Expect low power millimeter-wave components to find their way into a variety of IoT solutions, given that so many of these will be clustered and thus amenable to short-range and mesh approaches.
Mid-band spectrum offers consistent capacity and speed, complementary to mmW in urban and suburban settings and extending the availability of 5G into less densely populated areas. Mid-band deployments typically use a smaller number of macro base stations - in contrast to the larger numbers to be deployed in small cells.
Speaking at the 5G New Horizons Wireless Symposium, T-Mobile’s Karri Kuoppamaki laid out the need for a multi-band approach to 5G spectrum: “None of these bands in itself is the answer to 5G. You (need) to have spectrum across all these different bands to be able to address 5G in its full glory…to enable, or to meet the vision of 5G and all these different use cases – some requiring high speeds, some requiring low speeds; some requiring low latency, some not caring about latency; some being localized in nature, not really moving around, some moving around having a requirement for coverage nationwide.”
The Impact on Security
How might we expect this to affect security applications? Starting with the expectation of low latency and unrestricted bandwidth, I anticipate a number of likely outcomes.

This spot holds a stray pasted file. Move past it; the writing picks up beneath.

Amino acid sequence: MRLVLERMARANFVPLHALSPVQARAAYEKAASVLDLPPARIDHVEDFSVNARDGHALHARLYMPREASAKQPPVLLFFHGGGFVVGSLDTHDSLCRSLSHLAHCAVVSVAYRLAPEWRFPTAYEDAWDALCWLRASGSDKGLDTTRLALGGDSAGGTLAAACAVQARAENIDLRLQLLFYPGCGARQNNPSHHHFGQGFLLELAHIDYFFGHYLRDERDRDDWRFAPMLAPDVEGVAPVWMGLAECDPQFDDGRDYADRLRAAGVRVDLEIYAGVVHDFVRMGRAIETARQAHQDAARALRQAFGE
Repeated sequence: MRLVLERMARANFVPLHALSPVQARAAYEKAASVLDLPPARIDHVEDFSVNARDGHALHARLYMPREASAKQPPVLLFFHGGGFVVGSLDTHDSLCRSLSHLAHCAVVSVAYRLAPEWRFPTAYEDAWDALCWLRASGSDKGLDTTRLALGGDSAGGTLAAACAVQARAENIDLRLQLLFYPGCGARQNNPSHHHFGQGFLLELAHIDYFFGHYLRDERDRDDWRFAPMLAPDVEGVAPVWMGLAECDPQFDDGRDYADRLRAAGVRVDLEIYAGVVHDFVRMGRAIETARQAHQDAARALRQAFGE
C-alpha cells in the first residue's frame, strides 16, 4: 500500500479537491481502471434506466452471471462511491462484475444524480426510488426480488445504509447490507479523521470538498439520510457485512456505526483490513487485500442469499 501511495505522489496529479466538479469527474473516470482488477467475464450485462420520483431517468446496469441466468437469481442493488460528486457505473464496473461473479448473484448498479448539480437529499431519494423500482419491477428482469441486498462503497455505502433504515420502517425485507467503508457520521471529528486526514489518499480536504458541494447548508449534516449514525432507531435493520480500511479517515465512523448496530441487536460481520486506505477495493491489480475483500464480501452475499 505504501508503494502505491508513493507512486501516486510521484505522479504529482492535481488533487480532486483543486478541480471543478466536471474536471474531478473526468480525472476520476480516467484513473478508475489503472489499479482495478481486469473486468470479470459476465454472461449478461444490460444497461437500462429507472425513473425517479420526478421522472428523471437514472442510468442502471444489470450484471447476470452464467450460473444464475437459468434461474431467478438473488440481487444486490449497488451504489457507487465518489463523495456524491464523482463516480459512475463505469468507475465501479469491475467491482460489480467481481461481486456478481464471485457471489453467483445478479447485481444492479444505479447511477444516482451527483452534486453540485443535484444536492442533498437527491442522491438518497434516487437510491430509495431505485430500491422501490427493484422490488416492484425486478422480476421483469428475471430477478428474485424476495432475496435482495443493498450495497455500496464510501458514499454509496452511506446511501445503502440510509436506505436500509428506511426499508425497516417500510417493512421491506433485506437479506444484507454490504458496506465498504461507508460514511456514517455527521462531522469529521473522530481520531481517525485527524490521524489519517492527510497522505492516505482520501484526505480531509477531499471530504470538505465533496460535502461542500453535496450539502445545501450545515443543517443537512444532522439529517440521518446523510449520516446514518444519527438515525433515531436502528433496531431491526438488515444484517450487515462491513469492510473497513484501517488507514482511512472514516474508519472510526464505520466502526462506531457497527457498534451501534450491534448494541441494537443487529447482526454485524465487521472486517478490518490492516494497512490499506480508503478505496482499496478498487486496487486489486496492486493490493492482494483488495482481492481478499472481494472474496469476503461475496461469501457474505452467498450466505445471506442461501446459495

First, IP cameras streaming directly into the cloud to enable remote viewing and storage of high-quality, full-motion video is the obvious benefit. This will be given a nice nudge by H.265 compression providing better resolution-bandwidth performance.
Look for a huge growth in cloud computing applications, since they will have plenty of data to chew on, to include AI, remote processing, big data analysis, etc. I would expect that a new class of low-cost edge devices will appear, as many will have less need for heavy on-board processing, leaving that to servers in the cloud – this includes various IoT devices endowed with 5G connectivity, such as drones and robots.
Asset and people tracking will become more accurate and deployment widespread. Also, this might be the catalyst to really force IPv6 into the mainstream with every device having a globally unique IP address.
Opportunities for integrators will include expanded product and service offerings, particularly cloud services. Now is the time to get well-positioned and ready for these business opportunities by seeking out cloud product and service providers that align with your business vision.
Small cell construction and maintenance – indoors and potentially outdoors – may also represent a business expansion opportunity but require additional wireless networking skills. Deloitte estimates the small cell equipment market to approach $10 B in 2019.
Ray Coulombe is Founder and Managing Director of SecuritySpecifiers and the CONSULT Technical Security Symposium. Reach him at [email protected], through LinkedIn at www.linkedin.com/in/raycoulombe or follow him on Twitter, @RayCoulombe.